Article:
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Storing your Travel Trailer for the Winter

Even if you’re trying to squeeze in some last minute trips before the snow starts to fall, eventually you’ll probably have to put your travel trailer away for winter. Maybe you’re not into cold-weather camping or maybe you don’t have the time anymore with school in full swing and needing to get back to work. So sadly, the travel trailer will need to go away for a little while. But be careful about how you do this.

It’s not enough to park your rig just anywhere. There are certain steps you’ll need to take to prepare your travel trailer for winter and we here at Ryan’s RV Town have listed some of them below. See if your winterization process needs updating, or stop by our dealership to swap more advice with our friendly staff. We’re near Seattle, Tacoma, and Bellingham, Washington. We can even show you some of the ultra-lite travel trailers we have available right now if you’re already pumped for next camping season.


Let’s start inside and work our way out, so first things first: pull everything out of the trailer that can’t stay in the trailer over the winter. At the very least, this should include things like food and items that will expire. But also consider you probably won’t want to go in and out of your camper every time you need something. If you’re going to use it over the winter, or if it’s going to go bad, take it out.

While you’re at it, perform a careful inspection of the interior, looking for holes that’ll need to be plugged so pests don’t get inside. You’ll also want to take out any batteries from devices in your camper so they don’t corrode over winter.

Your plumbing system also needs special attention, so check out our earlier post on adding antifreeze to your water supply. This will prevent your pipes from freezing and bursting when temperatures start to drop.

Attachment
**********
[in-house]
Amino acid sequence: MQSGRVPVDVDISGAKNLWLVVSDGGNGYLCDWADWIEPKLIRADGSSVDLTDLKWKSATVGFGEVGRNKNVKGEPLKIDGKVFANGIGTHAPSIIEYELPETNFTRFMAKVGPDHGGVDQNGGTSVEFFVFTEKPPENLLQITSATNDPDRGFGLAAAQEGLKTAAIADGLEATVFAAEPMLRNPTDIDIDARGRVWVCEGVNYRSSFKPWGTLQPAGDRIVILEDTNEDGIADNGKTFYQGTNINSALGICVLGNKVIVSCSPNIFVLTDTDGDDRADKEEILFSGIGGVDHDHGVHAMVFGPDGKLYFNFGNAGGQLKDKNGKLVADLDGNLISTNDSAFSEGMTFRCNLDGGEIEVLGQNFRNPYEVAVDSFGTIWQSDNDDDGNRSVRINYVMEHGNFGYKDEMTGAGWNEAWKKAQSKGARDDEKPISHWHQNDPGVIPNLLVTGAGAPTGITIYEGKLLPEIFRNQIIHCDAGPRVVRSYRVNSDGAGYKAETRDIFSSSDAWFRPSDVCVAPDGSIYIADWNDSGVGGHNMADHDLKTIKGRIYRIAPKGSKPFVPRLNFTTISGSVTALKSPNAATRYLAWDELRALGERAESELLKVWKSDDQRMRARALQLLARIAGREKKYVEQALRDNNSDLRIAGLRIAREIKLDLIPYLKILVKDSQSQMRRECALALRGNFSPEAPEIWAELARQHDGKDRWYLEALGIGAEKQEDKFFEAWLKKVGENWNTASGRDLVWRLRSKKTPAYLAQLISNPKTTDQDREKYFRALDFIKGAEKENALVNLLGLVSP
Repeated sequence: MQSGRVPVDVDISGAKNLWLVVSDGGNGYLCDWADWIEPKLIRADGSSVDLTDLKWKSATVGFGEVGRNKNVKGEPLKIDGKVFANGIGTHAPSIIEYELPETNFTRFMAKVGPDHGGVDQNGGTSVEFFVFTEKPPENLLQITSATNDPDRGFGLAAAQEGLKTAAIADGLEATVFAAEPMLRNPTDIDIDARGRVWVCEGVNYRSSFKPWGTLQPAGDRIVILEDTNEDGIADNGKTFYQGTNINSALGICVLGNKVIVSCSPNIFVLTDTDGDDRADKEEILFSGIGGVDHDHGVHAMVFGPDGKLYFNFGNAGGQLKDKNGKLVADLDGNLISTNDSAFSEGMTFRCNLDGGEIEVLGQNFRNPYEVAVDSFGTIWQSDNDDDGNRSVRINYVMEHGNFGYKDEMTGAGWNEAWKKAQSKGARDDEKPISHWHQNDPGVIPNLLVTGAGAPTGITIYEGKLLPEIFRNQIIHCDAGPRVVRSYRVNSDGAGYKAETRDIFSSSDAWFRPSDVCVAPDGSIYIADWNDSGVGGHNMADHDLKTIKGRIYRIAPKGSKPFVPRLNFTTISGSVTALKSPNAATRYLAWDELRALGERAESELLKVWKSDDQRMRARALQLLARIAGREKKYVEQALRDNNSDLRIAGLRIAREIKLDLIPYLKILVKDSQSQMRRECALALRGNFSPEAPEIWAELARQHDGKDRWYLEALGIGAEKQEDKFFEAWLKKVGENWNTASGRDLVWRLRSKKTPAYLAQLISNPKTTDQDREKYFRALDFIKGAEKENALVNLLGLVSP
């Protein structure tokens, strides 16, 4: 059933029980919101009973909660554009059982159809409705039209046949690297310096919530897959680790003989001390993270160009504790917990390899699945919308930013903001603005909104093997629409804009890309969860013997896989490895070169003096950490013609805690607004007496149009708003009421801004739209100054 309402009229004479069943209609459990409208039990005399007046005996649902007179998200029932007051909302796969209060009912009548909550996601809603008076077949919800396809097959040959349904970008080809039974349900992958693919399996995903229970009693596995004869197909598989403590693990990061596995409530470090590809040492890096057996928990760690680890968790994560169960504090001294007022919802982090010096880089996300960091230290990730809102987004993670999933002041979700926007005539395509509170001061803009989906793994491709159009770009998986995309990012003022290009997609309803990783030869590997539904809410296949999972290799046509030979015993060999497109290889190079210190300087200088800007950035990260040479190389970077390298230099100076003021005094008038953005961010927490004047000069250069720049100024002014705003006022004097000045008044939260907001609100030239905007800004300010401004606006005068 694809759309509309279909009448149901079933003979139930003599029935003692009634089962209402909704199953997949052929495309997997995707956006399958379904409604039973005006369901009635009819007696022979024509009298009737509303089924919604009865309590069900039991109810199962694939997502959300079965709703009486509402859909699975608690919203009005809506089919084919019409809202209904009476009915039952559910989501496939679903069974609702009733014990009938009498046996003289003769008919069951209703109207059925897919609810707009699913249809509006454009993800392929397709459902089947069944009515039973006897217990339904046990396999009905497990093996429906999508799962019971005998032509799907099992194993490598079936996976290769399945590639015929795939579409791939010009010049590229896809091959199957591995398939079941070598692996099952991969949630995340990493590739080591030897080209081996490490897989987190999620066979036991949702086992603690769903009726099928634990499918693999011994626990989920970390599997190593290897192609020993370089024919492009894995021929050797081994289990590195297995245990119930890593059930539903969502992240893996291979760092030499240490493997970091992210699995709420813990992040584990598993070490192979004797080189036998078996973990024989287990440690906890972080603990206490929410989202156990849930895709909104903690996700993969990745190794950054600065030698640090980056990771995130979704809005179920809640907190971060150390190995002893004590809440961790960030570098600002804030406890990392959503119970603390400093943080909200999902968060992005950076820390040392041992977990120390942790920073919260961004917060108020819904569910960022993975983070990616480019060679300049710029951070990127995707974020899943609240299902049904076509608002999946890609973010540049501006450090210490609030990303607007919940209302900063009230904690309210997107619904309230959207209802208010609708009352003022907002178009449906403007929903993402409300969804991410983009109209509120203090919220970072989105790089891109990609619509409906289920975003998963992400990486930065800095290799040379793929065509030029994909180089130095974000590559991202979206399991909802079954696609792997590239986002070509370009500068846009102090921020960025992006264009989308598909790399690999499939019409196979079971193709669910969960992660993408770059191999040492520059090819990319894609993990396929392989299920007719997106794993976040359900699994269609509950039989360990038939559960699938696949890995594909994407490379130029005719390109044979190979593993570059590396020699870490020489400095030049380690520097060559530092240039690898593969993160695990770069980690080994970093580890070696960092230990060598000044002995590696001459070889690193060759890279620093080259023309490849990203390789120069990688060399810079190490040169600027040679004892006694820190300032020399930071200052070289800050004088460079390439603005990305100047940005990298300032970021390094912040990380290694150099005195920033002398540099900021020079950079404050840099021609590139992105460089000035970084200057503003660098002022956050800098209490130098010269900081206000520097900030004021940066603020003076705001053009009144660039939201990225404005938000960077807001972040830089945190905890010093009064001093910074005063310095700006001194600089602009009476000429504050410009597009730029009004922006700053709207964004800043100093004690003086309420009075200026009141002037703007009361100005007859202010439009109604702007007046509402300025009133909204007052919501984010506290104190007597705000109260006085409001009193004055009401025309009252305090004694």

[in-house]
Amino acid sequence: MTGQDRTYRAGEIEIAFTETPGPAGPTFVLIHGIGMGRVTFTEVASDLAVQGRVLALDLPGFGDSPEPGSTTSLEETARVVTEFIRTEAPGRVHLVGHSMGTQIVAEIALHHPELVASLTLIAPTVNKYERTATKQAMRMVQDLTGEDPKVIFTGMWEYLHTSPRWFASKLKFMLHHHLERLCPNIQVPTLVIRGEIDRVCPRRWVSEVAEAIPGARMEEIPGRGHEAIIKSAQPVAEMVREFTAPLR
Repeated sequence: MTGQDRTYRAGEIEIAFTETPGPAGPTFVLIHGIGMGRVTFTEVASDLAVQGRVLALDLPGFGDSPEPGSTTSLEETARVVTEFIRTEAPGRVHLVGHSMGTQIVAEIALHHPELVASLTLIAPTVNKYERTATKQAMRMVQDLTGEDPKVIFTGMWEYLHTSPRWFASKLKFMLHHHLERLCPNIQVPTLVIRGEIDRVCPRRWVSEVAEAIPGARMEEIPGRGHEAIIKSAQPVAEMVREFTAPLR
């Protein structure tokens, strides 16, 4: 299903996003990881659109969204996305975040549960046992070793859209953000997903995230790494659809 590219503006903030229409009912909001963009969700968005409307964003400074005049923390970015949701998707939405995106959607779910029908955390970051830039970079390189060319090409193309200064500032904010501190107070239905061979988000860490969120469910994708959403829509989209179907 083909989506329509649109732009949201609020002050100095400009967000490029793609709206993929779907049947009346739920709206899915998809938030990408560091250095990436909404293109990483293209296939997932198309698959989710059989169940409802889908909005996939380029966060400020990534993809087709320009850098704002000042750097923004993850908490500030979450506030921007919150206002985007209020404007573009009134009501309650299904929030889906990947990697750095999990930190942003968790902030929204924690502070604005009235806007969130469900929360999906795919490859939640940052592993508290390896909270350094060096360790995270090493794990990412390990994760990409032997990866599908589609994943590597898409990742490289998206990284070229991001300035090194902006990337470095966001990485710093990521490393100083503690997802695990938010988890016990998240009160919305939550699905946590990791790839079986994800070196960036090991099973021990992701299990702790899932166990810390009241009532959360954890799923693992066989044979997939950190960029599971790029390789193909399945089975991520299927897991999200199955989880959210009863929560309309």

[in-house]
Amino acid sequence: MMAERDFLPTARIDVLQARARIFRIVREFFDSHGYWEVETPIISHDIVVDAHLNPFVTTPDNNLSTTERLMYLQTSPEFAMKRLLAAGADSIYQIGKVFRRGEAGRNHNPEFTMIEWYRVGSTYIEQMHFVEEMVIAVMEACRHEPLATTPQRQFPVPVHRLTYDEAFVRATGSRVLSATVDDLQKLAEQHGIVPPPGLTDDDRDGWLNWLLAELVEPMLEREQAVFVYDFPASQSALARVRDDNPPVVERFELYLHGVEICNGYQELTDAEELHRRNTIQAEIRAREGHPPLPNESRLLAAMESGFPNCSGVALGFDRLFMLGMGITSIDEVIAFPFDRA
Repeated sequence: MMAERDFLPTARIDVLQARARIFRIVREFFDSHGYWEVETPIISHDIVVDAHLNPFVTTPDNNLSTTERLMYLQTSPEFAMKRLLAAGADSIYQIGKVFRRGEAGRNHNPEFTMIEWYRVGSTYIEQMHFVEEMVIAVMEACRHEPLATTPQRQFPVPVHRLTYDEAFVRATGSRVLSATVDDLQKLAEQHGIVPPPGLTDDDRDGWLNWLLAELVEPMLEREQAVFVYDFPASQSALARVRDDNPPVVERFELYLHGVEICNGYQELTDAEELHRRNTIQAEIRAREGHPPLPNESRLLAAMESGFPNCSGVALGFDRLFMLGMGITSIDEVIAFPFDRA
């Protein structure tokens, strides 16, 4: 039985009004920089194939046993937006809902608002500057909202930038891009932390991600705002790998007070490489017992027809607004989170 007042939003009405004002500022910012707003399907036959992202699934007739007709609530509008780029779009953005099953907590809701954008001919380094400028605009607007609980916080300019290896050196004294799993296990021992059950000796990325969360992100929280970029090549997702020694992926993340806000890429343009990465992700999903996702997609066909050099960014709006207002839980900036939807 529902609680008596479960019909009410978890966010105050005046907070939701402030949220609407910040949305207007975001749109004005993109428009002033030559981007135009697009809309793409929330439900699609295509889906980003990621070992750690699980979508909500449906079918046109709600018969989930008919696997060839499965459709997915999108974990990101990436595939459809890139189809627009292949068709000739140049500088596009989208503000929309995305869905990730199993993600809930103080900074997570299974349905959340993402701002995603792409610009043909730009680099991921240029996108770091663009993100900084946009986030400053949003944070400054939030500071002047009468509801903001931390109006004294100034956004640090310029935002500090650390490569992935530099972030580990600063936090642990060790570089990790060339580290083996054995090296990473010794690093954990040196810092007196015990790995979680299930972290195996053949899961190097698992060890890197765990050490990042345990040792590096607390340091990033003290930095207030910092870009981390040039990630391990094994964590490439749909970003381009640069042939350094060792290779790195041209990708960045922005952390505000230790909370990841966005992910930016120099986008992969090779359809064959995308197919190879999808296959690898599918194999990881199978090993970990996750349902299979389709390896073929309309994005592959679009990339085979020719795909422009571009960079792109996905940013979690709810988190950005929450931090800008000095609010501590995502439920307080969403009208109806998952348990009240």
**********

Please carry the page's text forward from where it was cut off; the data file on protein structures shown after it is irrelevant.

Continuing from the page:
When you pull the plug on your travel trailer, be mindful of appliances that’ll take some time to shut down. Your fridge in particular is going to defrost, which means any frozen moisture inside is going to melt. Open the doors to accelerate this process and set up towels to soak up the water so you don’t damage your floors.


Now let’s move to the outside. The best thing you can do for your travel trailer is to give it a good wash before storage. Scrub every inch of the camper using a gentle detergent and soft rags and brushes. We also highly recommend applying a coat of wax once everything is dry.

And, just like you did for the interior, inspect the exterior of your trailer for maintenance concerns or holes that’ll need to be addressed before storage. Have a plan for your tires, as leaving them to support that kind of pressure in one spot for a while can wear them down. You’ll want to either be prepared to rotate the tires once a month or find a way to elevate the entire travel trailer slightly to remove pressure entirely. Finally, apply lubricant to any slide-outs you might have.

Where to Store your Travel Trailer

Once your travel trailer is all ready for storage, you’ll need to find the right place to put it. Ideally, this means a large, covered area, like a barn or garage, that’ll help keep the elements at bay. This will probably be easier if you have an ultra-lite travel trailer, since they’re easier to squeeze into smaller spaces, but you might need to find arrangements away from home if your model is fairly large. A great option available to you is a storage unit, although it will require some sort of payment plan.

You can also keep your trailer on your property, either pulled into your backyard if it’s accessible or in your driveway. If this is the route you take, invest in either a specialized travel trailer cover or tarps to protect your rig.

We’ve covered most of the basics, but if you find you need additional help, or if your travel trailer needs to see a mechanic before going into storage, stop by Ryan’s RV Town. We’ll help you with all your RV needs. We proudly serve Seattle, Tacoma, and Bellingham, WA.